life anew in Boston and his decision to
stir thinks up in Salem. If there are
things tho reader cannot quite understand
or that he thinks a man of common sense
would have done otherwise, It does not
matter, for ihls is the record of what
the author ilid, When it comes to the
remarkable Mayoralty campaign JnSulem,
in which the author came out first, ho
certainly is entitled to a clearer statement
of the facts. Not every one is so for
tunate as to be a Massachusetts man, and
even among these an intimate knowledge
V i l . : 7, i ... rare; book of its size,
,11(111 17. 1 1,1.1 Hiliuri in rill IllfU 111 Home
Information of what waa done, beyond the
author's accusations of graft and the
story or how his friends and he worked
fur the election. He might like to know
also about tho author's accomplishment
after obtaining office; whother It justified
his election. A few pages of explanatory
introduction are certainly needed.
HOUGHTON MIFFLIN COMPANY
'A beautiful story, human, sincere, and altogether wholesome".
Kathleen Norris's New Novel
THE RICH MRS. BURGOYNE
By the Author of "MOTHER"
Third Edition Npw Ready At All Bookstores
"Pure In tone and charming in treatment. 'The Rich
Mrs. Burgoyne' ought to be even more popular than
'Mother.' -Albany Argu.
"From start to finish the book is nothing less than an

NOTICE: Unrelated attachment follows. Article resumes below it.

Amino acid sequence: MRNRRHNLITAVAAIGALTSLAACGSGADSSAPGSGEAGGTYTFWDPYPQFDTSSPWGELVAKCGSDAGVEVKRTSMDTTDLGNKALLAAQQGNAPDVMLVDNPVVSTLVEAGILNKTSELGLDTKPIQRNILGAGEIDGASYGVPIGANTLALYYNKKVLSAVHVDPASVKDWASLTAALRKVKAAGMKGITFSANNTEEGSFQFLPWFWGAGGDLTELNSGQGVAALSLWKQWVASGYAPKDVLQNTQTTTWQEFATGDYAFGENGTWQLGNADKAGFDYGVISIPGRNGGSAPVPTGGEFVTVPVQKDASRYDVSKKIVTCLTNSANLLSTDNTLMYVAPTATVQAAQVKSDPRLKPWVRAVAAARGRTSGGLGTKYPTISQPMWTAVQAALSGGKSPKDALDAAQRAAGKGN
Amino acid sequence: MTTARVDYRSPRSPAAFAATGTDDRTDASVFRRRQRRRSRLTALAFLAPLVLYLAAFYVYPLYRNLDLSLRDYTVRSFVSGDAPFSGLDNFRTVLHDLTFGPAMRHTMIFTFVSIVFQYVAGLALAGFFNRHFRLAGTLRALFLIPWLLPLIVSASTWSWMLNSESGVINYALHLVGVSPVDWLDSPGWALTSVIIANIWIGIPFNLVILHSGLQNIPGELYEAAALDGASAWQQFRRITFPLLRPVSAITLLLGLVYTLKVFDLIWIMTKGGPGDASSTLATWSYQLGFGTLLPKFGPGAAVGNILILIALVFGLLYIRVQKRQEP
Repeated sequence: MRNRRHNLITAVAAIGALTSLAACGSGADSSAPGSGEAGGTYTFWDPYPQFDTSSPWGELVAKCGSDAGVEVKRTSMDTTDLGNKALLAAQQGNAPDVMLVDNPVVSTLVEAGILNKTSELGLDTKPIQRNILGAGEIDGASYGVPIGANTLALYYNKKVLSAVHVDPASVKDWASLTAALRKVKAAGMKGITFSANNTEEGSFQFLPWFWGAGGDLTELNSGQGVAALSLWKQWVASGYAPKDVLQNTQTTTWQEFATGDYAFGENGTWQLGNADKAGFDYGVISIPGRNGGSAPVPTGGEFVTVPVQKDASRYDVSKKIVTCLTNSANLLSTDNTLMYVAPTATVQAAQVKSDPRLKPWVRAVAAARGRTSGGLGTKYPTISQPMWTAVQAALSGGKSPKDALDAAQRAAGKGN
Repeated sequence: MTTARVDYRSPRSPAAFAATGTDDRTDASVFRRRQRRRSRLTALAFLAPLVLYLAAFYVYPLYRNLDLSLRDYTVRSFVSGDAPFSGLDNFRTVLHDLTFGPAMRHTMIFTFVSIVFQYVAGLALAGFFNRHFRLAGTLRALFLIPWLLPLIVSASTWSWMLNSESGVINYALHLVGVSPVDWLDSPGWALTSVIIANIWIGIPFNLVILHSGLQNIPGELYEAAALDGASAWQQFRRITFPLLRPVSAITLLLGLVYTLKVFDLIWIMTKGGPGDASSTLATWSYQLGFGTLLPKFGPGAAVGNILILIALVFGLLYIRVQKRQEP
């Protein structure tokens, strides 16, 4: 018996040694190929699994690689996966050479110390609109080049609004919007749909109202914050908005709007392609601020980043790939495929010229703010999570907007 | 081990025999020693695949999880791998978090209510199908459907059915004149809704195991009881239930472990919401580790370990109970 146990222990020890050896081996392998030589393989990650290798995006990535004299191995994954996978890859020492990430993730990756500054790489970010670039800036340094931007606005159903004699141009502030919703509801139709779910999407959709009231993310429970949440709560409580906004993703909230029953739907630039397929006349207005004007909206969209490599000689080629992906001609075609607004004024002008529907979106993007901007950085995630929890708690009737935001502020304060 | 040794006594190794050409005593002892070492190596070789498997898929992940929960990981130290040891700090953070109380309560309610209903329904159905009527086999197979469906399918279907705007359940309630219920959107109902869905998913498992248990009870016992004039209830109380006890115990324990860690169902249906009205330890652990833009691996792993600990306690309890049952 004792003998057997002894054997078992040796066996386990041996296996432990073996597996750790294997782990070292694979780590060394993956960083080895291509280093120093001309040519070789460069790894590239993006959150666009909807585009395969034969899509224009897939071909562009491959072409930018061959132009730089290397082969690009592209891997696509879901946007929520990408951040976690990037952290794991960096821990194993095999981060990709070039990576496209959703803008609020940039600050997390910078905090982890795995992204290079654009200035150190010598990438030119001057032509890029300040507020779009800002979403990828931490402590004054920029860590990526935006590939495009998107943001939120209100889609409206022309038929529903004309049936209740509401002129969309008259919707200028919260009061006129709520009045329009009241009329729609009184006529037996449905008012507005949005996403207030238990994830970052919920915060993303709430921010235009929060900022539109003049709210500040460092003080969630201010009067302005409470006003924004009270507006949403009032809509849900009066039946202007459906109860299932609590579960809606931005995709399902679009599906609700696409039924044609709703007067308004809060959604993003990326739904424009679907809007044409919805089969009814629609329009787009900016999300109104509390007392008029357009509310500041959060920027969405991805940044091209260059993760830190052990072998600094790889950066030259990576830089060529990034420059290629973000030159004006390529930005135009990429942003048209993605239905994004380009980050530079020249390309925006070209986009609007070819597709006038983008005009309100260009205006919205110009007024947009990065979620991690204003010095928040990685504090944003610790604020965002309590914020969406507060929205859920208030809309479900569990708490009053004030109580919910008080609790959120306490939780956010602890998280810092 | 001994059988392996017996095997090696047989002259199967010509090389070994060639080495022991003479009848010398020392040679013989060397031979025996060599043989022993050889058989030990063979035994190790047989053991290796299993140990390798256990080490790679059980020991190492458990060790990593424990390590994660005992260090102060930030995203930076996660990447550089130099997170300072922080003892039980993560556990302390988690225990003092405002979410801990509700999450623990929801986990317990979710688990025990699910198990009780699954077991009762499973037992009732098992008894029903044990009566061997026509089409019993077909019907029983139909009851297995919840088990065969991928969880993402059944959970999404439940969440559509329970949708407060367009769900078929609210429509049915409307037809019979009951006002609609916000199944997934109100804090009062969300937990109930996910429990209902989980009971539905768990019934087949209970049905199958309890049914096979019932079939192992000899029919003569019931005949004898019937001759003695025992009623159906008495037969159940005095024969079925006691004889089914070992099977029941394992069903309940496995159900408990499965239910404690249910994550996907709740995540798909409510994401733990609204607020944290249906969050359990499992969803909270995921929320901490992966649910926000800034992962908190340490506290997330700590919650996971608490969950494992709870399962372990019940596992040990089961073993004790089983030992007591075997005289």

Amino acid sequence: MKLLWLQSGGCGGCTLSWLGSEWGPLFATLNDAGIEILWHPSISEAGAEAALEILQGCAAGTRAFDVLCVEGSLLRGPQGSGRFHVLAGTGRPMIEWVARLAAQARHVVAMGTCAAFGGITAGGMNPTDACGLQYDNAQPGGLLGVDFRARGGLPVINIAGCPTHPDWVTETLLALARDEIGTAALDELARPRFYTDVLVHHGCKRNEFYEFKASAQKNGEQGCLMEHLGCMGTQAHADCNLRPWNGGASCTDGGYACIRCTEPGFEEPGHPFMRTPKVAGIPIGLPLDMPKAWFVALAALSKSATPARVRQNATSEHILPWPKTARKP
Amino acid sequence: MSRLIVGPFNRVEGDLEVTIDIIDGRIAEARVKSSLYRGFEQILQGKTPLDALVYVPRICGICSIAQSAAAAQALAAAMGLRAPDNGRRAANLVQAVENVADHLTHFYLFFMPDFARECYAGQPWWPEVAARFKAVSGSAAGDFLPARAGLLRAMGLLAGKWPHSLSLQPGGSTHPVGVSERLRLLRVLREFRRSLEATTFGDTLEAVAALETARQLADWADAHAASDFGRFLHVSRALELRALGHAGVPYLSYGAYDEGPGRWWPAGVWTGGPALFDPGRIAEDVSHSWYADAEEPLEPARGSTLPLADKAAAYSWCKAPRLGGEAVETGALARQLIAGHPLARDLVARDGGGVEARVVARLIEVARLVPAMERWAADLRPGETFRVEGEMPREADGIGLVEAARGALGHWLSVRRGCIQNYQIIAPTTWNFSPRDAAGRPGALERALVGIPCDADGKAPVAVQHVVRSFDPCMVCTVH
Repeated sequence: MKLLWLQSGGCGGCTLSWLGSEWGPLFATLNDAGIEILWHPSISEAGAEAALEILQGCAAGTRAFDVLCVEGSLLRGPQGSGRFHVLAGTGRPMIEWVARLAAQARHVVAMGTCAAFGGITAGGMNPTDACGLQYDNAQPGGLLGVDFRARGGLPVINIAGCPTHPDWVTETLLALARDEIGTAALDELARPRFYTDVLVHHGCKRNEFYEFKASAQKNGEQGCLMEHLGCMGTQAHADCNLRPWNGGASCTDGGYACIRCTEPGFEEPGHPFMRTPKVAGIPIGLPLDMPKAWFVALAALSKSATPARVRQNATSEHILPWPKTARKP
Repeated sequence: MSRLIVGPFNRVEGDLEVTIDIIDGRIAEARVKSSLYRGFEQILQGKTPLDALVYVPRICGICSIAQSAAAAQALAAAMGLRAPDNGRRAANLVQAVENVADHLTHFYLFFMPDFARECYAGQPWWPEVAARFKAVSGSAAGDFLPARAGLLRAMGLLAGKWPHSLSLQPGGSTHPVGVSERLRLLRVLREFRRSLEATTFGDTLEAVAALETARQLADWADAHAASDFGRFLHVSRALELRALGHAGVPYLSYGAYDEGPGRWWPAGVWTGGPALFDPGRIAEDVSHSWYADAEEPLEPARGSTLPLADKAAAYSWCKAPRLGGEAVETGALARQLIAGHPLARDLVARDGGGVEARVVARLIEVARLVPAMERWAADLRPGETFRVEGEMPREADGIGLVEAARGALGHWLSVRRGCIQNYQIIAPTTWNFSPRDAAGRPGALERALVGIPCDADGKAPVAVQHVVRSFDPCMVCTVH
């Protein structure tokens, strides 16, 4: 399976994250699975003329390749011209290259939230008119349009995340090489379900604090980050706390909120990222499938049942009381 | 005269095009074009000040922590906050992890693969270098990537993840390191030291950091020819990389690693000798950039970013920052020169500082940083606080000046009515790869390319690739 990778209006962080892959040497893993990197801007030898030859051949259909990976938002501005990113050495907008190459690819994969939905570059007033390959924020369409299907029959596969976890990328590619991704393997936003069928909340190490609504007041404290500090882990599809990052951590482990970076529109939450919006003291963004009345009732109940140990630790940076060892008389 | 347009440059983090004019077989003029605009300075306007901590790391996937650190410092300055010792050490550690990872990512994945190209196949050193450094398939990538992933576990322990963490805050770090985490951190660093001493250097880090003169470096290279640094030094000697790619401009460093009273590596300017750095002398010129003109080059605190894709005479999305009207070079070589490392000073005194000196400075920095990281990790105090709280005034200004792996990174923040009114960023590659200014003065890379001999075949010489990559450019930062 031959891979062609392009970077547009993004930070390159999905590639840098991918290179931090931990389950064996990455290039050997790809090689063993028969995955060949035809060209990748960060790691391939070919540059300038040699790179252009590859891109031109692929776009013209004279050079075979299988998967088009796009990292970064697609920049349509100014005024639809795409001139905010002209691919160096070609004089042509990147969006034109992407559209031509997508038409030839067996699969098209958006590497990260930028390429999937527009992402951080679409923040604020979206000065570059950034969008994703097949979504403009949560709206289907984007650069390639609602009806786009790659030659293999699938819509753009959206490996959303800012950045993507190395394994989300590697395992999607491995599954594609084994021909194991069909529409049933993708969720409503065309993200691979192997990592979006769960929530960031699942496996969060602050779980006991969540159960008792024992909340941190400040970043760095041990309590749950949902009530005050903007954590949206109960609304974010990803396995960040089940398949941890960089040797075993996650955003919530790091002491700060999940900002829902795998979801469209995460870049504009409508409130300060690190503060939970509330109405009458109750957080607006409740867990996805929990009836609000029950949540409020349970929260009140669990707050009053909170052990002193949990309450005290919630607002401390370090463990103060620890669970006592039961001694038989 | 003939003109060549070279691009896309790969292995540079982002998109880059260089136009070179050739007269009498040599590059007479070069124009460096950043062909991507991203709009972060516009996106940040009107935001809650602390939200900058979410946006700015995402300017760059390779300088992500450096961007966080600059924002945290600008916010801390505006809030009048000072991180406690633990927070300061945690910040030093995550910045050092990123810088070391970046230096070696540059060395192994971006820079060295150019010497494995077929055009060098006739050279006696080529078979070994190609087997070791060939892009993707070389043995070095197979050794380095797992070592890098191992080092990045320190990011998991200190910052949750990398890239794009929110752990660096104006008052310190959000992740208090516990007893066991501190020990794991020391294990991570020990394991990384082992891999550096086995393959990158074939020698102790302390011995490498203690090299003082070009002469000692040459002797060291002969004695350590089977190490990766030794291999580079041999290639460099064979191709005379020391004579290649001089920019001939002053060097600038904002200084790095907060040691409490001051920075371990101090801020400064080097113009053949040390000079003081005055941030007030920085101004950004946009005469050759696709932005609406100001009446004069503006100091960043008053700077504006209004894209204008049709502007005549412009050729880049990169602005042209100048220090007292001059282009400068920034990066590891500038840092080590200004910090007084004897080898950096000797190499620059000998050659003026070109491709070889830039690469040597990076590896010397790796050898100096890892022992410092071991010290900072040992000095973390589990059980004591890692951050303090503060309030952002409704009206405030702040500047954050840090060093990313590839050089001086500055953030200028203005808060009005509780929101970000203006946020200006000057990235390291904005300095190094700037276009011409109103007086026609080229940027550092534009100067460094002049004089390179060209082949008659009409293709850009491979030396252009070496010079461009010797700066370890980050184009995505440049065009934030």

inspiration. It raises the standard of American fiction.
H Albany Time f Union.
"The gospel that Mrs. Norris teaches is needed In this
day of mad social rivalry and silly display of the purely
material resources. It brings one back to the funda
mentals, showing that the best and securest happiness
is obtained by doing good to others, being supenor to
mere appearances, antf living within one b means."
' 1 Grand Rapids Evening Express.
"In style and human interest keens up the Btandard estab
lished "in the exquisite, story. JMoth)r. I .stand; out
sweet ana normal,, aim ., . .
oUhe high moral courage characteristic of true i woman-
" 'Mother' sounded notes of home beauty nnd simple,
living that were true and pure and convinciiu;. This
story, longer and moro pretentious, is carried along the
same lines." Standard Unhu.
"No man or woman can read through tho book without
being the better for the reading, the more satisfied with